Fiction: Robert Redford Speaking French by Charlotte McGuinn Freeman
Alice is in Paris alone, renting a flat. Who would know if she disappeared?
Mountain High Woodworks
Building custom cabinetry for one of a kind homes
Artist of the West: Landscape Conversations: Jerolyn Dirks
Painting the images of daily life, the artist offers soulful glimpses in her work
JEROLYN DIRKS' LANDSCAPES ARE NOT THE GRANDIOSE panoramas of peaks and clouds. Instead they are the intimate conversations we have with nature while walking in the woods. They are the whispers of comfort, the questions of eternal everyday struggles, a shared solitude. Like opening a journal or turning a diary page, her shadows pull us in and her light allows us to see.
With a sense of exploration, we ramble a well-trod trail to find the nuances of an individual day: wild turkeys flushed from the brush, a snow exposed jeep track and the first green spring leaves of a young aspen. Layers of familiarity overlap with a sense of wonder, an edge of the unexpected. Her colors flow seamlessly from dark to light with a soft inner rhythm.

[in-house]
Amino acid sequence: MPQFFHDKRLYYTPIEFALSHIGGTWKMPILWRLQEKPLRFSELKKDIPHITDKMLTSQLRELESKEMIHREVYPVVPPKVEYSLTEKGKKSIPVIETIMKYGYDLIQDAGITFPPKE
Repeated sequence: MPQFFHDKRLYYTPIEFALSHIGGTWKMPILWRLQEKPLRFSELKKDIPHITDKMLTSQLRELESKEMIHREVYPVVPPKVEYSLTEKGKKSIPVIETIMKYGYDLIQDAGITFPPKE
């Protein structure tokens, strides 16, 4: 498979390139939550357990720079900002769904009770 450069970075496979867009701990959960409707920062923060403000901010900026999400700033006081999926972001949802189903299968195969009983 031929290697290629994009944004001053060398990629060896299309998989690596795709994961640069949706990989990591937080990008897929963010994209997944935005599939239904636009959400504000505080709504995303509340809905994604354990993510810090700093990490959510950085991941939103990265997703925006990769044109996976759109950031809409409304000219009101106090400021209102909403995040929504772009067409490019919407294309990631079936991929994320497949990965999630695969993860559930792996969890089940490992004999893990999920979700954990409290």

Walking from her Gallatin Valley studio, down the foot path, we pass chickens, ducks in the stream, cows in the field and a very friendly horse that needs to know everything, all with the towering mountains as a backdrop. The homestead buildings date back to the original settlers, from the late 1800s. These outbuildings stood for years as sentries against the wild and the weather, made from logs dragged from the nearby Bridger Mountains. Now the wood sides are colored and faded, slats angled awkwardly.